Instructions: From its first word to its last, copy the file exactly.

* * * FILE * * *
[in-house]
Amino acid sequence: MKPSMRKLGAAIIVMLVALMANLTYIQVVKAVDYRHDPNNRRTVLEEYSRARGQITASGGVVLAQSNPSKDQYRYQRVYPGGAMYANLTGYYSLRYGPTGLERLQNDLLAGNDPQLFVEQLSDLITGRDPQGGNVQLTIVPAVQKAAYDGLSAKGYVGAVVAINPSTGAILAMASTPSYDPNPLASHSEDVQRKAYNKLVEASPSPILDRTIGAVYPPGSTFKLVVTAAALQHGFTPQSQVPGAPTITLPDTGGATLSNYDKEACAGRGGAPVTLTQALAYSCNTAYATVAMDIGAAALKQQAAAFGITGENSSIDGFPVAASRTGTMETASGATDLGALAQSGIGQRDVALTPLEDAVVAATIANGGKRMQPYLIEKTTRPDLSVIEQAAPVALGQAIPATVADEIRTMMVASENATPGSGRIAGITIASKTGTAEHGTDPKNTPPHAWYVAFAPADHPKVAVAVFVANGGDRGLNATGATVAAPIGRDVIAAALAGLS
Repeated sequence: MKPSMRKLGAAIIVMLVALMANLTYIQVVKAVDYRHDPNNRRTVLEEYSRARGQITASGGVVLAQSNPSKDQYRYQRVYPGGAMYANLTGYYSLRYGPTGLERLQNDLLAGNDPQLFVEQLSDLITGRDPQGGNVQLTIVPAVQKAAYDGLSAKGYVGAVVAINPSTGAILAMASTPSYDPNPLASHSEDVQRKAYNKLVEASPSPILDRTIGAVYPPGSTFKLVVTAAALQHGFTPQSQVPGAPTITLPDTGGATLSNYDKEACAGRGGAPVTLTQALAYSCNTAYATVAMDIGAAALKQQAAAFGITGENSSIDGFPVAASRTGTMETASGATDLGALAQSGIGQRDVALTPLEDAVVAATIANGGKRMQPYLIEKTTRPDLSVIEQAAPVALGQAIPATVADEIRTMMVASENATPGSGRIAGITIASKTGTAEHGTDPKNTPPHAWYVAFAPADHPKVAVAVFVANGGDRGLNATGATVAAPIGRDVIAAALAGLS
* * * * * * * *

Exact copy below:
[in-house]
Amino acid sequence: MKPSMRKLGAAIIVMLVALMANLTYIQVVKAVDYRHDPNNRRTVLEEYSRARGQITASGGVVLAQSNPSKDQYRYQRVYPGGAMYANLTGYYSLRYGPTGLERLQNDLLAGNDPQLFVEQLSDLITGRDPQGGNVQLTIVPAVQKAAYDGLSAKGYVGAVVAINPSTGAILAMASTPSYDPNPLASHSEDVQRKAYNKLVEASPSPILDRTIGAVYPPGSTFKLVVTAAALQHGFTPQSQVPGAPTITLPDTGGATLSNYDKEACAGRGGAPVTLTQALAYSCNTAYATVAMDIGAAALKQQAAAFGITGENSSIDGFPVAASRTGTMETASGATDLGALAQSGIGQRDVALTPLEDAVVAATIANGGKRMQPYLIEKTTRPDLSVIEQAAPVALGQAIPATVADEIRTMMVASENATPGSGRIAGITIASKTGTAEHGTDPKNTPPHAWYVAFAPADHPKVAVAVFVANGGDRGLNATGATVAAPIGRDVIAAALAGLS
Repeated sequence: MKPSMRKLGAAIIVMLVALMANLTYIQVVKAVDYRHDPNNRRTVLEEYSRARGQITASGGVVLAQSNPSKDQYRYQRVYPGGAMYANLTGYYSLRYGPTGLERLQNDLLAGNDPQLFVEQLSDLITGRDPQGGNVQLTIVPAVQKAAYDGLSAKGYVGAVVAINPSTGAILAMASTPSYDPNPLASHSEDVQRKAYNKLVEASPSPILDRTIGAVYPPGSTFKLVVTAAALQHGFTPQSQVPGAPTITLPDTGGATLSNYDKEACAGRGGAPVTLTQALAYSCNTAYATVAMDIGAAALKQQAAAFGITGENSSIDGFPVAASRTGTMETASGATDLGALAQSGIGQRDVALTPLEDAVVAATIANGGKRMQPYLIEKTTRPDLSVIEQAAPVALGQAIPATVADEIRTMMVASENATPGSGRIAGITIASKTGTAEHGTDPKNTPPHAWYVAFAPADHPKVAVAVFVANGGDRGLNATGATVAAPIGRDVIAAALAGLS